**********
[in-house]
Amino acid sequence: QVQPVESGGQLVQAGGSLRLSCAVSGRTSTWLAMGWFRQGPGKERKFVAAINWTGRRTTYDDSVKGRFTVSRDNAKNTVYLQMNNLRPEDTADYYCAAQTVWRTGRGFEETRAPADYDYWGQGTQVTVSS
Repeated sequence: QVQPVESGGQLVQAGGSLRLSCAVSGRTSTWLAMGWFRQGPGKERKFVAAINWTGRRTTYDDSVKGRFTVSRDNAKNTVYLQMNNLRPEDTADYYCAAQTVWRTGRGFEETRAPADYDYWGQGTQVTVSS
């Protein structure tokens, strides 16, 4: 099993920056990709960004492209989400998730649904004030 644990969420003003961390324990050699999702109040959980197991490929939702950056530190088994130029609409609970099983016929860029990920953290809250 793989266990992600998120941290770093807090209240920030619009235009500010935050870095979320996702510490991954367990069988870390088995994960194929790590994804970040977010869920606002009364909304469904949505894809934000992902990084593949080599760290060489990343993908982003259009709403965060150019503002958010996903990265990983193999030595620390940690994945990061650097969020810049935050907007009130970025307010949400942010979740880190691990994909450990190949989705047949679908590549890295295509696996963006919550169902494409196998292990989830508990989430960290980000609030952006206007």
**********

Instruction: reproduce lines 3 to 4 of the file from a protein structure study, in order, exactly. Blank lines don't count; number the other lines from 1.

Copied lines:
Repeated sequence: QVQPVESGGQLVQAGGSLRLSCAVSGRTSTWLAMGWFRQGPGKERKFVAAINWTGRRTTYDDSVKGRFTVSRDNAKNTVYLQMNNLRPEDTADYYCAAQTVWRTGRGFEETRAPADYDYWGQGTQVTVSS
């Protein structure tokens, strides 16, 4: 099993920056990709960004492209989400998730649904004030 644990969420003003961390324990050699999702109040959980197991490929939702950056530190088994130029609409609970099983016929860029990920953290809250 793989266990992600998120941290770093807090209240920030619009235009500010935050870095979320996702510490991954367990069988870390088995994960194929790590994804970040977010869920606002009364909304469904949505894809934000992902990084593949080599760290060489990343993908982003259009709403965060150019503002958010996903990265990983193999030595620390940690994945990061650097969020810049935050907007009130970025307010949400942010979740880190691990994909450990190949989705047949679908590549890295295509696996963006919550169902494409196998292990989830508990989430960290980000609030952006206007």